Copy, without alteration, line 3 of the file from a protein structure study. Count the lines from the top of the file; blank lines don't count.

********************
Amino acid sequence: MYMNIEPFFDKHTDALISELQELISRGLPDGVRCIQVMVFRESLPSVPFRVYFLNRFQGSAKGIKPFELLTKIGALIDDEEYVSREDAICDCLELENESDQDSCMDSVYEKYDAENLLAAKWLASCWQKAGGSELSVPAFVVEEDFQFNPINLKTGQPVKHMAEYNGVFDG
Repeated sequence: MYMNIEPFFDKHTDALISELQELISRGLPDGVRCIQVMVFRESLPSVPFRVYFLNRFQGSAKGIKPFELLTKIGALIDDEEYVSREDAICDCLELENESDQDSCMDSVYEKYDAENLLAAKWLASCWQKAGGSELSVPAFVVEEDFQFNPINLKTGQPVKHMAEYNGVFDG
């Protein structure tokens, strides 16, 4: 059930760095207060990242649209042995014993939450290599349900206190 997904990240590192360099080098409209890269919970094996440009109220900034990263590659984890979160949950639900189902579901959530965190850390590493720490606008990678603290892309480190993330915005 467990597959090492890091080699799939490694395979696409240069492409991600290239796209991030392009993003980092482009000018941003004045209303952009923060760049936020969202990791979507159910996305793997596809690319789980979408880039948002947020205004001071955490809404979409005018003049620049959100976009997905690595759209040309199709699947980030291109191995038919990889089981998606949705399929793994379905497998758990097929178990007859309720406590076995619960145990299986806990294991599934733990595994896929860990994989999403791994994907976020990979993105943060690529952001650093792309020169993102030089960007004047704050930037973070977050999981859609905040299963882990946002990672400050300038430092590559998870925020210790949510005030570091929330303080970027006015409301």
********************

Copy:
């Protein structure tokens, strides 16, 4: 059930760095207060990242649209042995014993939450290599349900206190 997904990240590192360099080098409209890269919970094996440009109220900034990263590659984890979160949950639900189902579901959530965190850390590493720490606008990678603290892309480190993330915005 467990597959090492890091080699799939490694395979696409240069492409991600290239796209991030392009993003980092482009000018941003004045209303952009923060760049936020969202990791979507159910996305793997596809690319789980979408880039948002947020205004001071955490809404979409005018003049620049959100976009997905690595759209040309199709699947980030291109191995038919990889089981998606949705399929793994379905497998758990097929178990007859309720406590076995619960145990299986806990294991599934733990595994896929860990994989999403791994994907976020990979993105943060690529952001650093792309020169993102030089960007004047704050930037973070977050999981859609905040299963882990946002990672400050300038430092590559998870925020210790949510005030570091929330303080970027006015409301």